“In our lives we are faced with a set of core issues that resurface again and again in different settings, with different people, at different times. These issues involve our relationship with the world, with ourselves, with our Higher Power. These are our life lessons.” Stephanie Covington and Liana Beckett
Finding your triggers is a good way to identify your core beliefs. Remember these have been buried in your subconscious for many years so there will be a period of disbelief about them in the beginning.
Success in changing your core belief takes time. Adopt a schedule to change. One thought per day may be a good beginning. Don’t start on another belief until you have changed the prior one.
The main core beliefs are focused around:
Abandonment—I’m all alone-I don’t matter
Arrogance—I’m right and you are wrong
Damaged—Something is wrong with me.
Inferiority—I’m stupid-I’m not good enough.
Rejection—I’m unwanted-I’m a burden.
Shame—I’m bad-I’m a mistake.
ACA (Adult Children of Alcoholics) Core Issues—
Ignore our own needs
You can heal these only when you are feeling them. That is why I believe that a notebook to gather your thoughts and feelings is essential. First write down what you are thinking when you feel uncomfortable.
Our core issues in recovery for those of us who lived in a family of “don’t ask–don’t tell” include the following:
1. From Want to Know.Info: “Transform Fear Through Core Issue Work”:
“Most of us have one or more core issues or challenges which surface repeatedly over the course of our lives. These issues are usually rooted in deep unexpressed fears. Depending on your perspective, core issues either cause all sorts of problems, or present many opportunities for transformation. When you choose to look at core issues as an opportunity, you are much more likely to transform your fears into learning tools which lead to a better life. Below are the most common core issues, their related fears, and suggestions for dealing with them.”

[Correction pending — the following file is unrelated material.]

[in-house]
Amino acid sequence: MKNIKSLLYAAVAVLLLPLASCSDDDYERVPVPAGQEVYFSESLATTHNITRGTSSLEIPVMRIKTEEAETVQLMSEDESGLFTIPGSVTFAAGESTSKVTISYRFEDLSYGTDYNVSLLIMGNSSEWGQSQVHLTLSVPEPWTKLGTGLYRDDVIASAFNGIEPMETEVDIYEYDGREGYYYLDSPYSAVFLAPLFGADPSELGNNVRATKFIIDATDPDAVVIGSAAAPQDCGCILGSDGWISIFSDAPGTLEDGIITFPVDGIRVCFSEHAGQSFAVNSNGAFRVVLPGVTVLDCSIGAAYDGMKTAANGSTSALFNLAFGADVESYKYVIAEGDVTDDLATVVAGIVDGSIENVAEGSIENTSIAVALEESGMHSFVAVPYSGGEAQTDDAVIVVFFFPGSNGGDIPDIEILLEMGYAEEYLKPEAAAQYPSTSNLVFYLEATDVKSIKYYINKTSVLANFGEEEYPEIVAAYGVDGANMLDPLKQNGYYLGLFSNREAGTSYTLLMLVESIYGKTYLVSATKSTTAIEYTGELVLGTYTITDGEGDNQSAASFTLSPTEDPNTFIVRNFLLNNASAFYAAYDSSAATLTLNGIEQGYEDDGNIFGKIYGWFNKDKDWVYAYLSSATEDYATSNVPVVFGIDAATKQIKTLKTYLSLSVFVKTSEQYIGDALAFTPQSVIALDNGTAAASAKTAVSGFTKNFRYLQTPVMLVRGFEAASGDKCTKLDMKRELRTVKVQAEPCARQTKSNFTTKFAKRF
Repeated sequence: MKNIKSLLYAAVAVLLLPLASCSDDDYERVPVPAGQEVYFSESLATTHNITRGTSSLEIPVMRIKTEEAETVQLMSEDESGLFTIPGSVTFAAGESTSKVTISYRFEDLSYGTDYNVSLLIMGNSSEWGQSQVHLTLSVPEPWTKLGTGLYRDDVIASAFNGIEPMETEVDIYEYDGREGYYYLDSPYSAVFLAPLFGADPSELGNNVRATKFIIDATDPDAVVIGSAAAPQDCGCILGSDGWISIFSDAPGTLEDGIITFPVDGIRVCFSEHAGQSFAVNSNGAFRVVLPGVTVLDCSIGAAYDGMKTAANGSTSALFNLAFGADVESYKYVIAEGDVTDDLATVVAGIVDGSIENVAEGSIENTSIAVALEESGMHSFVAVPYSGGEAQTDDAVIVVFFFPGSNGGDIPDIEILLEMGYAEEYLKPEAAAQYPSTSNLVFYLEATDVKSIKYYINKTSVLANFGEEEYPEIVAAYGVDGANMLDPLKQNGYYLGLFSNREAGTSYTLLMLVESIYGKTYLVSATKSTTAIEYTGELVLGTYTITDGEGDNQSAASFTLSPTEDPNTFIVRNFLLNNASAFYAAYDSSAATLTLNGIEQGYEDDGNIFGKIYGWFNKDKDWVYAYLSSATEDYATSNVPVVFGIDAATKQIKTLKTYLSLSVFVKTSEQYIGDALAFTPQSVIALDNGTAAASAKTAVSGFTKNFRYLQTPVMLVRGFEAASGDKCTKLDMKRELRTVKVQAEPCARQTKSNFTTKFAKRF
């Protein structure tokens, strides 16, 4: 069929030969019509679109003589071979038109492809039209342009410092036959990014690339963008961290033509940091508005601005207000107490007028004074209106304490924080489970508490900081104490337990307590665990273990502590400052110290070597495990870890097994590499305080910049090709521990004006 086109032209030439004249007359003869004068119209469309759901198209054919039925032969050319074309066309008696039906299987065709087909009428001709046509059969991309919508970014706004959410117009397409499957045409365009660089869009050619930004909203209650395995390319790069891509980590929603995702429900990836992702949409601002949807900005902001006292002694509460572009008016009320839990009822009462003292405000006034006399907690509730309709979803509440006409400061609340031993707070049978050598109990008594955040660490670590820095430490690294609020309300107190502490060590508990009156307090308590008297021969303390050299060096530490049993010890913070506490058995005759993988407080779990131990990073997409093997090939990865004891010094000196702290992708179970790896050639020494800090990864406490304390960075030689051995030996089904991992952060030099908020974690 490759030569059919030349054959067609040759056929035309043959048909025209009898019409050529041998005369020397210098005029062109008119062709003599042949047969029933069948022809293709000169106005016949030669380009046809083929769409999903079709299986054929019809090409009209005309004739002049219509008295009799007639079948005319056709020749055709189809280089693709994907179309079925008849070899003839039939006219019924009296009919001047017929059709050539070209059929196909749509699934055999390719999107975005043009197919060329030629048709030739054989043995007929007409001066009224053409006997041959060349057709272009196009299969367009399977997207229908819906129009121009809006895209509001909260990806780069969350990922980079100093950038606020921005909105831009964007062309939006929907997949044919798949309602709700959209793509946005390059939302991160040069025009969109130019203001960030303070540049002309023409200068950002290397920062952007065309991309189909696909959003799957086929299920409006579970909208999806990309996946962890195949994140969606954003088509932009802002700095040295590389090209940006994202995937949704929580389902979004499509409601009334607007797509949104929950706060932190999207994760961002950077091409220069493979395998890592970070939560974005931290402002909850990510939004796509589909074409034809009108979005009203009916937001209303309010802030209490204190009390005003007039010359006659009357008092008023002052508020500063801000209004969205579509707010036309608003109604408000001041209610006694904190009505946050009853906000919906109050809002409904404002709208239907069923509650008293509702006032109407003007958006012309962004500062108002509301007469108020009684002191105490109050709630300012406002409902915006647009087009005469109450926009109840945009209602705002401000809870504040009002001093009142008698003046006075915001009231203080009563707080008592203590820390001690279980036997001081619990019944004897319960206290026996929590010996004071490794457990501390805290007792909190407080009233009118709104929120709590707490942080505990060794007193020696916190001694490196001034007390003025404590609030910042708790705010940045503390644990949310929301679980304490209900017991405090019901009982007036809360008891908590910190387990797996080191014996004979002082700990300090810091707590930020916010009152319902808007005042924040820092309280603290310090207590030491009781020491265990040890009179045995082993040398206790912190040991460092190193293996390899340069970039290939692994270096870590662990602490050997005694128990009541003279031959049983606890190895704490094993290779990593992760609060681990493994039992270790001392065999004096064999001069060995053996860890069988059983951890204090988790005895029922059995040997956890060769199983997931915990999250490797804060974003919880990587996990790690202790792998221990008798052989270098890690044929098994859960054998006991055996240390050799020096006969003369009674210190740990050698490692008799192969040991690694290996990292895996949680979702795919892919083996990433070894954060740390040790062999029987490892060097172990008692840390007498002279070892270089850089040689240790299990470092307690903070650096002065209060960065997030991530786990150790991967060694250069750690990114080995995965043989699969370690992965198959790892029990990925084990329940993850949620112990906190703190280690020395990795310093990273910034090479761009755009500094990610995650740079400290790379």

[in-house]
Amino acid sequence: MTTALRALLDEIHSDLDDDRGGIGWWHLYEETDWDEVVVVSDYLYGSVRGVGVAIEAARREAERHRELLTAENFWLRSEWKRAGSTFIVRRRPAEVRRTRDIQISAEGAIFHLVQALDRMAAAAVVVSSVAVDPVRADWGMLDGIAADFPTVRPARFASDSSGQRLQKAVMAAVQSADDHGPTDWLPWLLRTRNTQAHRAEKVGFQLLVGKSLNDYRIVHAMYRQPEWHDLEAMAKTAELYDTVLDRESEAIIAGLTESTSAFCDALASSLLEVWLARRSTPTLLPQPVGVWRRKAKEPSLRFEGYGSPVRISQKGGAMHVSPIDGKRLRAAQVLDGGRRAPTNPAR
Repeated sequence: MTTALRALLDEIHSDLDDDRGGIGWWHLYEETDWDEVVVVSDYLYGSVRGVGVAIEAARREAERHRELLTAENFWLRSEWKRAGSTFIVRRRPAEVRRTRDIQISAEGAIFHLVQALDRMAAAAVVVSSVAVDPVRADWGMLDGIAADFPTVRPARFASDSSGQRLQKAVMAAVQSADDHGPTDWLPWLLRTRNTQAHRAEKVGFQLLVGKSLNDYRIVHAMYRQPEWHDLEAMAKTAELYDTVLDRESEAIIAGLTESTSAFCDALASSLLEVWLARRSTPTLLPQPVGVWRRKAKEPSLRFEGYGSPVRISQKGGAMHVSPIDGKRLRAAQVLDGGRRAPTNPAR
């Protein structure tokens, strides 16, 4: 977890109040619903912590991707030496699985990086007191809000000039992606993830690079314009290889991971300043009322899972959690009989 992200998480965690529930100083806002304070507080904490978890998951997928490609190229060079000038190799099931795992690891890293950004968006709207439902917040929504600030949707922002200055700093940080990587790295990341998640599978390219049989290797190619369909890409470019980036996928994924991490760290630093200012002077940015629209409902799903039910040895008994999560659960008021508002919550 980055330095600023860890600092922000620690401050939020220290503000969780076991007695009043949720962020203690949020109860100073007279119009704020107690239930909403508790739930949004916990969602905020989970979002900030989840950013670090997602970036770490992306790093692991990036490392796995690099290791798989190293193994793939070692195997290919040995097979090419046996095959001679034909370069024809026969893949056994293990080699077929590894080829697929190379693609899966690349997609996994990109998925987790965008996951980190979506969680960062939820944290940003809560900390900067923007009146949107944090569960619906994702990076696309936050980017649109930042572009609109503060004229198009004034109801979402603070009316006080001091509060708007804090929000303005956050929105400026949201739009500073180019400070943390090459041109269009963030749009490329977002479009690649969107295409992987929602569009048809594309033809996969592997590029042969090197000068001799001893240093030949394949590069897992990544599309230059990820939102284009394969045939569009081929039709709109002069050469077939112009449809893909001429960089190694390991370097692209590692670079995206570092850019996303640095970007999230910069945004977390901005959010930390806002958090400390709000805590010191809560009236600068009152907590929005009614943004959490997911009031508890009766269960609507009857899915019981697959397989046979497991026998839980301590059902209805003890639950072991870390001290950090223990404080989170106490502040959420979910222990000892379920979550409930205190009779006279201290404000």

“Examples of Common Core Issues and Associated Fears”
Abandonment – Nobody cares about me. I’m all alone. I don’t matter.
Arrogance – I’m better than all of you. I’m too much. I’m right and you’re wrong.
Damaged – Something is wrong with me. I’m a failure. I’m damaged.
Inferiority – I’m not good enough. I’m stupid. I’m worthless. I’m boring. I’m hopeless.
Rejection – I’m a burden. I’m unwanted. Nobody wants to spend time with me.
Shame – I’m bad. I’m evil. I’m a mistake. I’m a monster. I’m disgusting. I’m possessed.
“Our core issues often originate from childhood family scenarios. They can be a result of negative messages that were repeated many times to us by our parents or other significant people in our lives. Or one of these beliefs may have been driven deep into us during one or more traumatic experiences. Was one of the above statements drilled into you in your early years?”
I love this. Recognize all and very helpful reference read too. Thank you for your this!
Hello kberman, I am PTSD survivor and traumatic based person who survived trauma and childhood abuse, rape and assault growing up. I have to say this blog I can completely relate too. I have felt the guilt and shame in many ways or more as well, as the self doubt and self shaming. I am also a ACA. This is so true. We have to change these core beliefs on ourselves and work on that inner child in order to heal. Love and light, blessings. -Frosty Crow
We have to change these core beliefs on ourselves and the world including God. That’s right.!!!